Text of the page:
The Lumber River has a long history of economic significance for the towns that are located along its banks. Deriving its name from the extensive timber harvesting and transporting done in the late 1700s, the river is the primary reason why the towns along its banks were settled.
Princess Ann, the bluff on which the park's current headquarters are located, was chartered in 1796 as the second town in Robeson County. It was also the first inland town established by settlers traveling up the Lumber River from South Carolina. Settlers established the town on the bluff because they knew it would not be flooded and because the area provided an excellent landing along the river. The town is preserved now only as the name of the road that leads to the river.
The 115-mile stretch of river that meanders through four North Carolina counties is divided into three sections: scenic, recreational and natural. The uppermost and narrowest part of the river, from State Road 1412 to Back Swamp, is designated as the scenic section because the land around the river is undeveloped. Accessible by only a few roads, this section provides the chance to experience the outdoors at its most natural state. The middle portion of the river from Back Swamp to Jacob Branch and a smaller area at the Fair Bluff city limits are classified as recreational areas. These areas allow recreational activities and offer scenic value. The river here is easily accessible by many roads. The section from Jacob Branch to the South Carolina border is classified as the natural segment of the river. This area is remote, generally accessible by trails.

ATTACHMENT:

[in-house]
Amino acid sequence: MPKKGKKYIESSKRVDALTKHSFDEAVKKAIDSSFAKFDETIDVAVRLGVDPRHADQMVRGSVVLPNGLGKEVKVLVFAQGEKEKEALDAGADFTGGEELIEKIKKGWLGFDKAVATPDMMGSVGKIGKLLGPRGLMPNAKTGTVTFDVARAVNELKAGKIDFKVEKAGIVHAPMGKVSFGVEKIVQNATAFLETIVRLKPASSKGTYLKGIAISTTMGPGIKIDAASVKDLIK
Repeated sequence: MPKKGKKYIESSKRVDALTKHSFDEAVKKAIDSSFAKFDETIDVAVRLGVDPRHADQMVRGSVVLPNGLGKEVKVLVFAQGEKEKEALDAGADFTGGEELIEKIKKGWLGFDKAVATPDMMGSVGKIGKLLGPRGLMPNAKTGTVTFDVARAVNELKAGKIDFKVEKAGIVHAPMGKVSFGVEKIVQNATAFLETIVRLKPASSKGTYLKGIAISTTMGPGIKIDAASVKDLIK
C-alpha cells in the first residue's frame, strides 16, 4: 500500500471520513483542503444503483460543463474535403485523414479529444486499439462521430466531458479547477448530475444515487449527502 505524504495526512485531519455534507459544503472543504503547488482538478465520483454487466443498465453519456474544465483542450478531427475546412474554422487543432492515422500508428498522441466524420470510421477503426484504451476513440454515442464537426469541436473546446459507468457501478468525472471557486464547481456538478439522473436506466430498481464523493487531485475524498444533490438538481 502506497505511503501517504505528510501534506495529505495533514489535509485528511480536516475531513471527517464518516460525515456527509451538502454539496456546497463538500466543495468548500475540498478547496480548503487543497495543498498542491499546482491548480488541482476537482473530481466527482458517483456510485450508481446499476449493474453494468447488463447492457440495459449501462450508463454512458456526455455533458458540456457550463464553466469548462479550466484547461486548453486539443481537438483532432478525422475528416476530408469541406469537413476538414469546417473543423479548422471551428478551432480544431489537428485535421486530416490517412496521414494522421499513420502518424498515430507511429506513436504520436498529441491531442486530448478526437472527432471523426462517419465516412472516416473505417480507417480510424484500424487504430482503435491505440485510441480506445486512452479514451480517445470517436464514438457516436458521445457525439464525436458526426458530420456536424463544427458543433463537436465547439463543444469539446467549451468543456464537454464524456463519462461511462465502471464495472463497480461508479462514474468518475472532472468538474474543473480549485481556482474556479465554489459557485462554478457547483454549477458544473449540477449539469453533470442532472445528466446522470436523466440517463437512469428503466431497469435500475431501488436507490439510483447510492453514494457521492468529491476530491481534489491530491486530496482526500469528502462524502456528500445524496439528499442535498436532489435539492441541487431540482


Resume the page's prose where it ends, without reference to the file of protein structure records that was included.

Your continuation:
The Lumber River is the only North Carolina black-water river to earn federal designation as a national wild and scenic river. The upper river was designated as North Carolina's first recreational water trail in 1978. In 1981, it was established as a national canoe trail, and the lower Lumber River was designated as a state canoe trail in 1984. The persistent interest of the Lumber River Basin Committee and other public interest groups contributed to the park's existence. In 1989, the General Assembly established the Lumber River as a natural and scenic river and also as a state park.